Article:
Guess who brought the delusional Slate reporter to town
We blogged last week about this drivel -- an article touting Portland's wonderful economy. It basically took one not very meaningful statistic and spun it into a fairy tale about economic progress in our city. To show how perceptive it was, it even glowed with the news that the city's creepy mayor is making progress on the high school dropout front.
A reader alerted us to the fact that the writer in question, Matthew Yglesias, made his brief visit to Portland at the behest of the Bus Project. Given his hearty endorsement of the status quo in Portland, it's almost as if the Bus folks, who do the bidding of mayoral wannabe Jeffer-Sten Smith, are signalling that Smith will stay the course set by the current "management," the Sam Rand Twins. Interesting.
We were also a little surprised to see that the group 1,000 Friends of Oregon was involved in bringing Yglesias to town. We've always mentally cubby-holed 1,000 Friends as a focused, old school watchdog of the state's land use laws -- laws that deserve and need fierce protectors. But a little prowling around on the organization's website shows that the group is currently mixing up and dispensing tankfuls of real estate developer Kool-Aid.
Those huge cr-apartment bunkers without parking that are wrecking Portland's inner east side neighborhoods? 1,000 Friends is applauding them:
Both Portland and Seattle have a variety of market and regulatory tools in place to incentivize good urban development. Tools such as reuse tax credits and demolition fees can promote redevelopment of existing buildings, but ultimately, many developers say removing parking minimums is the most effective way to move new infill or adaptive reuse projects forward. Zoning codes in both cities support reducing parking minimums along frequent service transit corridors, and it is an important tool to ensure that development occurs in target areas....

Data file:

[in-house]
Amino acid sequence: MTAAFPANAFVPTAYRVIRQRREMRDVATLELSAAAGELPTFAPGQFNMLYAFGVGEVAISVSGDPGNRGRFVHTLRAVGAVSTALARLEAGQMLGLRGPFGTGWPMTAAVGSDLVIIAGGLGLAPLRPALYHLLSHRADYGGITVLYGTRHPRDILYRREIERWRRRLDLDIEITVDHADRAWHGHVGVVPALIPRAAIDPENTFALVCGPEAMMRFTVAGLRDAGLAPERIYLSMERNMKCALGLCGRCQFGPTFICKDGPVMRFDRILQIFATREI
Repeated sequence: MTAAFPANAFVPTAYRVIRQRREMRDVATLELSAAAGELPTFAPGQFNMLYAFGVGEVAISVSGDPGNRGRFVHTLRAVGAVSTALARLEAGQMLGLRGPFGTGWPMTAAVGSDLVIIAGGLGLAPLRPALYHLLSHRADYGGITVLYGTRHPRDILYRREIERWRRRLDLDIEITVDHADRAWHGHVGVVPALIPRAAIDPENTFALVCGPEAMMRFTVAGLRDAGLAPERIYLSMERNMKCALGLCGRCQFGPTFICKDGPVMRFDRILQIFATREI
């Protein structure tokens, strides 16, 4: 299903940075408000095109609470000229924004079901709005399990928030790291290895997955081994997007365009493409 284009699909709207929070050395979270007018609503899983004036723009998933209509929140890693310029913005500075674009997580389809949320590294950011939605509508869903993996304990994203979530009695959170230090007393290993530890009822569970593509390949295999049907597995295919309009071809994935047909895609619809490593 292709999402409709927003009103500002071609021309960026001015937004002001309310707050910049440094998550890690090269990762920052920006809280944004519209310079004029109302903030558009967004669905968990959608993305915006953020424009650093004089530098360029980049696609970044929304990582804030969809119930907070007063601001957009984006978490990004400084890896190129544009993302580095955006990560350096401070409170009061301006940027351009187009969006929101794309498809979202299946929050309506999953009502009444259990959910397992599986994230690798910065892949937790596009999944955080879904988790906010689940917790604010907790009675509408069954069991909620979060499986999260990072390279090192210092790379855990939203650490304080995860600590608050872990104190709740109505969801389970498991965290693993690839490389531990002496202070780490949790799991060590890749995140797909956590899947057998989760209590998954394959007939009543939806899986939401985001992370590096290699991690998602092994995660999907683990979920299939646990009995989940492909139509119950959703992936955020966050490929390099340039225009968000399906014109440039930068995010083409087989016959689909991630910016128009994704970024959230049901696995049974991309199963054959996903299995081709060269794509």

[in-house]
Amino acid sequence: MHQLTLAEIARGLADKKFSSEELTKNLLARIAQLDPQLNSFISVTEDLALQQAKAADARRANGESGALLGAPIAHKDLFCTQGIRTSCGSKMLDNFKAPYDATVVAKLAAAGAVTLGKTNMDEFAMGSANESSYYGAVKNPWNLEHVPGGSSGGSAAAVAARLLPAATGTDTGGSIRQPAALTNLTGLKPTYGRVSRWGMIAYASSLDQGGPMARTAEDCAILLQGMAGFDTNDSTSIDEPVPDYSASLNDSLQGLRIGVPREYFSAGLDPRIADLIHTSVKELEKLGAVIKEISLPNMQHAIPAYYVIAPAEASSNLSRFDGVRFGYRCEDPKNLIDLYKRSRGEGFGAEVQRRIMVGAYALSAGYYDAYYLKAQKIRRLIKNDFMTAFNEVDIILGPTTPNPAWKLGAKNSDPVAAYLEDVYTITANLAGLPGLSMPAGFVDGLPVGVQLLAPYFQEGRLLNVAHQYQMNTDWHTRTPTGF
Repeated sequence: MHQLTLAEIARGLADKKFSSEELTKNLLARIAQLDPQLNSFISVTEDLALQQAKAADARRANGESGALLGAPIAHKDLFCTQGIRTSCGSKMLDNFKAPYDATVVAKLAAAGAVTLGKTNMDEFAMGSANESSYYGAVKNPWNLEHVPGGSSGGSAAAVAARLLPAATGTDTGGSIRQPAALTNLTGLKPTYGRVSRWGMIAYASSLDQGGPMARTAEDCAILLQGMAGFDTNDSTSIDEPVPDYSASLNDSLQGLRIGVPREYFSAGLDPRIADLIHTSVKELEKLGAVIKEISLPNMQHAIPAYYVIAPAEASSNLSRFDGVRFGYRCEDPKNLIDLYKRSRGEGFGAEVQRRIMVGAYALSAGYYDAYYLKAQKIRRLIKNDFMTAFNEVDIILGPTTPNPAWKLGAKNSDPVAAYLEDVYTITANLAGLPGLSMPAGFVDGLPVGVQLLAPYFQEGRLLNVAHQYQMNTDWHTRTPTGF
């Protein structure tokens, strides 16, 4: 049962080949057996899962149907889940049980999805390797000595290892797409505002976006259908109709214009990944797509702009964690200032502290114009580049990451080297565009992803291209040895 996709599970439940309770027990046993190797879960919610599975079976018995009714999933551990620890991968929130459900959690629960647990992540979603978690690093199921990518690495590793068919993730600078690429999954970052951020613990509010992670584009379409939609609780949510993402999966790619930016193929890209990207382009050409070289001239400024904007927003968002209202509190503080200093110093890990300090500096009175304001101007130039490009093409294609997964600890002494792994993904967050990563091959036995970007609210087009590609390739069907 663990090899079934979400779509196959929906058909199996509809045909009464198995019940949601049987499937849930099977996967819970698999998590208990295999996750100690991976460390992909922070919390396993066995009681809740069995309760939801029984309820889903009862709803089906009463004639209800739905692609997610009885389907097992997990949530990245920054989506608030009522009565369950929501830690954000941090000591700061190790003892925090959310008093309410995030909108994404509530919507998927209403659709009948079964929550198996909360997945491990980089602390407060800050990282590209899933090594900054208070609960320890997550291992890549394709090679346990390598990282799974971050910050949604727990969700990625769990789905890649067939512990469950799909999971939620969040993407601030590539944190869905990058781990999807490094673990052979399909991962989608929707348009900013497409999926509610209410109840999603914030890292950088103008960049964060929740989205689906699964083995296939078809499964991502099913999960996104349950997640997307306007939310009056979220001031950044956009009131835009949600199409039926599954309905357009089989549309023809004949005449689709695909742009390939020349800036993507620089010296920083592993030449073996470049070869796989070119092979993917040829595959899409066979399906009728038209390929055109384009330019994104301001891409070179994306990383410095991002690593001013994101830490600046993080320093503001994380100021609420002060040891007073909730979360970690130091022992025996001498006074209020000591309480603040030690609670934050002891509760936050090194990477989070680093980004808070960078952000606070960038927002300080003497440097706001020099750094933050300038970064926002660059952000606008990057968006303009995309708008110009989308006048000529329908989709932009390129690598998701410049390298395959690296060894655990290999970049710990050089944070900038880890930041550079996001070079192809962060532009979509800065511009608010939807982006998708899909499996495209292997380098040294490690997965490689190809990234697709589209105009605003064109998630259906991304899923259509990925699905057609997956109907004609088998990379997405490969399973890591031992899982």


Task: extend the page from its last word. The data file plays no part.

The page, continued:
Along with a packed room, we discussed the economic benefits of removing parking minimums, and how urban growth boundaries have supported the type of development that is right for the Portland region. Yglesias was surprised by the disconnect of the central city and central eastside neighborhoods, and by the commitment to single family residential zoning throughout much of the city....
1000 Friends was honored to co-host Matt’s first trip to Portland, and we will consider his observations as we champion strategies that will promote a more livable, economically prosperous and walkable region.
Would Tom McCall support 100-unit apartment complexes with no parking? Would Tom McCall push to marginalize single-family houses? The Bus kids and their 1,000 Friends counterparts are twisting history, spouting gibberish, and creating a Portland that will never be anything but food carts, drum circles, and methadone clinics. The Matthew Yglesias worship should be a big-time alarm for the rest of us about where the hipsters are driving us. And it's too bad that the grownups have apparently all left 1,000 Friends.